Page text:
1. original name Giovanni Lotario de' Conti. ?1161–1216, pope (1198–1216), under whom the temporal power of the papacy reached its height. He instituted the Fourth Crusade (1202) and a crusade against the Albigenses (1208), and called the fourth Lateran Council (1215)
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Innocent IV

noun
  1. original name Sinibaldo de' Fieschi. died 1254, pope (1243–54); an unrelenting enemy of Emperor Frederick II and his heirs
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Collins English Dictionary - Complete & Unabridged 2012 Digital Edition © William Collins Sons & Co. Ltd. 1979, 1986 © HarperCollins Publishers 1998, 2000, 2003, 2005, 2006, 2007, 2009, 2012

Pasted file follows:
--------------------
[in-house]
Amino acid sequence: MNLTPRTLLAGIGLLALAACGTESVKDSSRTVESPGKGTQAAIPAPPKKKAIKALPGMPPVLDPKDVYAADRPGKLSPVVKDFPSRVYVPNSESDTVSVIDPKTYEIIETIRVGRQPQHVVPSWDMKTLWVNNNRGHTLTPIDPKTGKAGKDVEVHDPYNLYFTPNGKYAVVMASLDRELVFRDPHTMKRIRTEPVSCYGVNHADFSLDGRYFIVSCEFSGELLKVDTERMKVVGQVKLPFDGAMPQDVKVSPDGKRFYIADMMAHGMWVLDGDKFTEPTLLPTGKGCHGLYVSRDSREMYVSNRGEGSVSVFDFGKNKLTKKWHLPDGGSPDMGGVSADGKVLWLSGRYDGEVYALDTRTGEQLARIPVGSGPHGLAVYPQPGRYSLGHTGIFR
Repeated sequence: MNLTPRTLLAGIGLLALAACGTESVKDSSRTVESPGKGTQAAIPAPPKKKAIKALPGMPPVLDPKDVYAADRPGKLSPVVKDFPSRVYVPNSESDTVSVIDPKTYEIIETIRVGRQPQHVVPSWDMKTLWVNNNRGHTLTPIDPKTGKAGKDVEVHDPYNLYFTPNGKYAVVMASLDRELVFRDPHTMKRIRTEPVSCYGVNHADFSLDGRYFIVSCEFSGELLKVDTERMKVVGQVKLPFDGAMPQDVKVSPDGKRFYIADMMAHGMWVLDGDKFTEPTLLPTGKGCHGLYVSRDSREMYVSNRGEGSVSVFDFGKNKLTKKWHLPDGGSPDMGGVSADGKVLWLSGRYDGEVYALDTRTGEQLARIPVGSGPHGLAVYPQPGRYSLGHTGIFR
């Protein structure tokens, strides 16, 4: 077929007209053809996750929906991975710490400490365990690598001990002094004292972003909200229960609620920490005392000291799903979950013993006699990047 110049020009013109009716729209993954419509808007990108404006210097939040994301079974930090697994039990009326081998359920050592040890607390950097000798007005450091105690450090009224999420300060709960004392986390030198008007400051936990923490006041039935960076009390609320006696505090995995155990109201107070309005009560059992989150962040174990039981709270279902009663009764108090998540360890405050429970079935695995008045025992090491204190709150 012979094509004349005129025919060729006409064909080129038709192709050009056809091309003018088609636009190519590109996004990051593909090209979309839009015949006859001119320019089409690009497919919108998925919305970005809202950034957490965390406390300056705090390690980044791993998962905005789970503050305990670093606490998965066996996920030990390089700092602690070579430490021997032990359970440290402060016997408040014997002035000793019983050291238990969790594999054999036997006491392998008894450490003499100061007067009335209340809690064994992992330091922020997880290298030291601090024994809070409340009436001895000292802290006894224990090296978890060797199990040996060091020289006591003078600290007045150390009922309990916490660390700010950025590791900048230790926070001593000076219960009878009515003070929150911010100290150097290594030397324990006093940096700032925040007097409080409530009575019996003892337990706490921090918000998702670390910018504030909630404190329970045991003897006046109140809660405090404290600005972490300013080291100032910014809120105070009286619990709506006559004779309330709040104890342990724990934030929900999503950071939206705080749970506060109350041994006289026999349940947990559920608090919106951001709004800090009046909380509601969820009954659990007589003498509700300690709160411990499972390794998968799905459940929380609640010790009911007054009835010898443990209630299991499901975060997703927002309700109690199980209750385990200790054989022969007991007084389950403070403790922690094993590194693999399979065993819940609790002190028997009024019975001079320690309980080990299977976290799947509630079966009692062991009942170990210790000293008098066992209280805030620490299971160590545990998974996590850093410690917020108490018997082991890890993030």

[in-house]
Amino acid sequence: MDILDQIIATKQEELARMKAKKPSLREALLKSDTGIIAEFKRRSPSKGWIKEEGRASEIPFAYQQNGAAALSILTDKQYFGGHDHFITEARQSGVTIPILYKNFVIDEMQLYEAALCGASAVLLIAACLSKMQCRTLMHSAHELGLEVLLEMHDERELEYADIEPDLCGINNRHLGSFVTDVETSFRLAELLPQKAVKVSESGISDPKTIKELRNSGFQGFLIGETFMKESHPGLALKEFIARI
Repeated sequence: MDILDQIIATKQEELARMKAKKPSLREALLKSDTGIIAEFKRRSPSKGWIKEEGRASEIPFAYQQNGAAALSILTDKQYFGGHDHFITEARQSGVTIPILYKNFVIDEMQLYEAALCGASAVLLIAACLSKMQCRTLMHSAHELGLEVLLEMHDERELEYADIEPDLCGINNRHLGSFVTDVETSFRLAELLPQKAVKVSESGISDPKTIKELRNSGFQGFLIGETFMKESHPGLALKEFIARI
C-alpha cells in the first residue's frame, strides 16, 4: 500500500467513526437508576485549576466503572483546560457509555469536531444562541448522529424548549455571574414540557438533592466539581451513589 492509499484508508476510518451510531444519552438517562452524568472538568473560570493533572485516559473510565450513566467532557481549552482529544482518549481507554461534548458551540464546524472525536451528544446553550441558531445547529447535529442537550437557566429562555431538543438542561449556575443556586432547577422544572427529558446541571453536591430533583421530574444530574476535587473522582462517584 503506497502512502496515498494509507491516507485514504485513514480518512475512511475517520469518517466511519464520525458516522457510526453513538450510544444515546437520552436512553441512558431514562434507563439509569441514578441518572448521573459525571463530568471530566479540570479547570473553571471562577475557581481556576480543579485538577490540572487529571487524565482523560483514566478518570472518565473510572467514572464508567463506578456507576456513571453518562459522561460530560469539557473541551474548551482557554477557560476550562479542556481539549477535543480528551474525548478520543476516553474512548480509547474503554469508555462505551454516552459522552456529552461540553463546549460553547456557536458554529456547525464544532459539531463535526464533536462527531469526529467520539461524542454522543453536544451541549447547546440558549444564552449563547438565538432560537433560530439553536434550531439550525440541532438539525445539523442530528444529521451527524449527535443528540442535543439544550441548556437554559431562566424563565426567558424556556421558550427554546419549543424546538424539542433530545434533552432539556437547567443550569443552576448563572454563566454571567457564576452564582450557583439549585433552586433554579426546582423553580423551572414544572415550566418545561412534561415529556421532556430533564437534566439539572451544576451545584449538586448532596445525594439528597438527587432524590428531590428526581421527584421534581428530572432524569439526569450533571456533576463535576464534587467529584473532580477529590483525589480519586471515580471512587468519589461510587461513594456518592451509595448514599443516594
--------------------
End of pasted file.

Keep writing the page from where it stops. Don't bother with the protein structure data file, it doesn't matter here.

Word Origin and History for innocent

adj.

mid-14c., "doing no evil, free from sin or guilt," from Old French inocent "harmless; not guilty; pure" (11c.), from Latin innocentem (nominative innocens) "not guilty, harmless, blameless," from in- "not" (see in- (1)) + nocentem (nominative nocens), present participle of nocere "to harm" (see noxious). Meaning "free from guilt of a specific crime or charge" is from late 14c. The earliest use was as a noun, "person who is innocent of sin or evil" (c.1200). The Holy Innocents (early 14c.) were the young children slain by Herod sfter the birth of Jesus (Matt. ii:16).

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Online Etymology Dictionary, © 2010 Douglas Harper

innocent in Medicine

innocent

(ĭnə-sənt)
adj.
  1. Not apparently harmful; benign.
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The American Heritage® Stedman's Medical Dictionary Copyright © 2002, 2001, 1995 by Houghton Mifflin Company. Published by Houghton Mifflin Company.